Marijuana Politics

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Ottawa’s ‘backwards’ limit on pot drinks is having unintended consequences, producers warn

Federal government rules limiting sales of cannabis-infused beverages are having unintended consequences, according to industry insiders who say the math behind the current policy favours higher-potency drinks while restricting sales of mellower products.


Cannabis retailers call for change in B.C.’s legal sales regime

A national cannabis retailers group has persuaded the B.C. government to make legal stores safer, and now it wants to level the playing field with black market marijuana sellers who can deliver to their customers.

The Association of Canadian Cannabis Retailers (ACCRES) first called in January for a change to B.C. regulation requiring opaque or covered windows for retailers, similar to federal tobacco legislation designed to keep any glimpse of products or brands from those under 19. The move demonstrates the law-enforcement focus of federal and provincial marijuana regimes, with unintended consequences that may increase risk of crime.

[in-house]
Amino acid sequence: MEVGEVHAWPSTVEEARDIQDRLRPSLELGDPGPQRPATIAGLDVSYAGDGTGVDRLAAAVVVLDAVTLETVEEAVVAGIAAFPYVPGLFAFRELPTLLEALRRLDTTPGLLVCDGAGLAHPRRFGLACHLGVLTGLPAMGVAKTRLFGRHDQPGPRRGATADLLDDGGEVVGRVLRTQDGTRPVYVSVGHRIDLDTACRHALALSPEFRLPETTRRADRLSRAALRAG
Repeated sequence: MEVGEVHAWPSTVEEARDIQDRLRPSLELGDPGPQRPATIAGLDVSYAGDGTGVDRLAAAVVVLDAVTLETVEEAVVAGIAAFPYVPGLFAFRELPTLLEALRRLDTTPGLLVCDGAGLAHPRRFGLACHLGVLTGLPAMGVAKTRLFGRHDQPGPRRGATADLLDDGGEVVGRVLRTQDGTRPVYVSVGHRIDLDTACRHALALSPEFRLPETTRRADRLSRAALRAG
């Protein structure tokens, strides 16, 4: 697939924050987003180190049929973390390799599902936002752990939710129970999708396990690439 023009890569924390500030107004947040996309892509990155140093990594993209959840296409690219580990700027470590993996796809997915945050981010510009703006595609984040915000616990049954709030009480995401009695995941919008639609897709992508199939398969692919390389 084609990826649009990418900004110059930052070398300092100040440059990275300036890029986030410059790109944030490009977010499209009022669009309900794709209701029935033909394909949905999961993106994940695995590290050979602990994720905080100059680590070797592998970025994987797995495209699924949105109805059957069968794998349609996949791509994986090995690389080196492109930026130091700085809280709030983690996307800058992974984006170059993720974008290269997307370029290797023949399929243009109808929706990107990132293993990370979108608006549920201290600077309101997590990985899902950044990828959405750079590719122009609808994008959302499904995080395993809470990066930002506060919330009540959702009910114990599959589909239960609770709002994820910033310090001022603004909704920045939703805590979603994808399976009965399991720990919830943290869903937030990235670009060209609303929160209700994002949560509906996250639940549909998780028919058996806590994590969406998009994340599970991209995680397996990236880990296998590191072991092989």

Did Canada legalize weed before doing its research?

There’s a world of mystery inside those frosty hairs that coat your cannabis. They are called trichomes, and they grow on lichens, algae, and various plants around the world. The small, mushroom-shaped fibres are also a source of THC and CBD-forming metabolites and the terpenes that give cannabis its unique fragrance. 


Government’s Cannabis Pardons Program Is An ‘Abject Failure’: Advocate

When the Liberals introduced no-fee, expedited pardons for simple cannabis possession, the federal government estimated up to 250,000 people could be eligible. 

Updated Parole Board of Canada (PBC) numbers show 436 pardon applications have been received as of April 3. 

Of those applications, 238 have been approved for cannabis record suspensions.